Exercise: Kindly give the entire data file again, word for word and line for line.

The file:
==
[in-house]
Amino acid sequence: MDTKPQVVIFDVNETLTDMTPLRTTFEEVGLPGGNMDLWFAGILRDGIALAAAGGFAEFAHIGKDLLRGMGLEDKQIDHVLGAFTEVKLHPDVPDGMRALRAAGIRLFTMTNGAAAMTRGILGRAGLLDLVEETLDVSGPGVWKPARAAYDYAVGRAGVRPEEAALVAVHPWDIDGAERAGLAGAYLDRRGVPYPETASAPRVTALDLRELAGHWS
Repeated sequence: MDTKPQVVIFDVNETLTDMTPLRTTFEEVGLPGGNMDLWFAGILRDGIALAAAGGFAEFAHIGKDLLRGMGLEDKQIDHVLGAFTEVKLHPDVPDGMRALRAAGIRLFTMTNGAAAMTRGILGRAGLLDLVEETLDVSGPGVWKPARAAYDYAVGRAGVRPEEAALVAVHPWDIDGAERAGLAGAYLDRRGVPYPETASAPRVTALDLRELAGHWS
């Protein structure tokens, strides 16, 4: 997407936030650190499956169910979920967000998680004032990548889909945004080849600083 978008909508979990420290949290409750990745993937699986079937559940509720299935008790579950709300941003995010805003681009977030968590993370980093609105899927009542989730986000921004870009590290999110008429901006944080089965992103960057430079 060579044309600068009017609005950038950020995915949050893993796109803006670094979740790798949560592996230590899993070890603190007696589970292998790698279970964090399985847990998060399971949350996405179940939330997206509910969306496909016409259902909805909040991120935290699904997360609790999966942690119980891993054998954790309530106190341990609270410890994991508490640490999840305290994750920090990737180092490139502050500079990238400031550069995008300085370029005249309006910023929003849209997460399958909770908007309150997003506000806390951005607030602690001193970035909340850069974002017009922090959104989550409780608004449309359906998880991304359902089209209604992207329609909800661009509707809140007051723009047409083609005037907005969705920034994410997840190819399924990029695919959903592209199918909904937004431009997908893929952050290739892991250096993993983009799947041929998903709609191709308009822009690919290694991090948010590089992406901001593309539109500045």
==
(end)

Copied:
[in-house]
Amino acid sequence: MDTKPQVVIFDVNETLTDMTPLRTTFEEVGLPGGNMDLWFAGILRDGIALAAAGGFAEFAHIGKDLLRGMGLEDKQIDHVLGAFTEVKLHPDVPDGMRALRAAGIRLFTMTNGAAAMTRGILGRAGLLDLVEETLDVSGPGVWKPARAAYDYAVGRAGVRPEEAALVAVHPWDIDGAERAGLAGAYLDRRGVPYPETASAPRVTALDLRELAGHWS
Repeated sequence: MDTKPQVVIFDVNETLTDMTPLRTTFEEVGLPGGNMDLWFAGILRDGIALAAAGGFAEFAHIGKDLLRGMGLEDKQIDHVLGAFTEVKLHPDVPDGMRALRAAGIRLFTMTNGAAAMTRGILGRAGLLDLVEETLDVSGPGVWKPARAAYDYAVGRAGVRPEEAALVAVHPWDIDGAERAGLAGAYLDRRGVPYPETASAPRVTALDLRELAGHWS
């Protein structure tokens, strides 16, 4: 997407936030650190499956169910979920967000998680004032990548889909945004080849600083 978008909508979990420290949290409750990745993937699986079937559940509720299935008790579950709300941003995010805003681009977030968590993370980093609105899927009542989730986000921004870009590290999110008429901006944080089965992103960057430079 060579044309600068009017609005950038950020995915949050893993796109803006670094979740790798949560592996230590899993070890603190007696589970292998790698279970964090399985847990998060399971949350996405179940939330997206509910969306496909016409259902909805909040991120935290699904997360609790999966942690119980891993054998954790309530106190341990609270410890994991508490640490999840305290994750920090990737180092490139502050500079990238400031550069995008300085370029005249309006910023929003849209997460399958909770908007309150997003506000806390951005607030602690001193970035909340850069974002017009922090959104989550409780608004449309359906998880991304359902089209209604992207329609909800661009509707809140007051723009047409083609005037907005969705920034994410997840190819399924990029695919959903592209199918909904937004431009997908893929952050290739892991250096993993983009799947041929998903709609191709308009822009690919290694991090948010590089992406901001593309539109500045």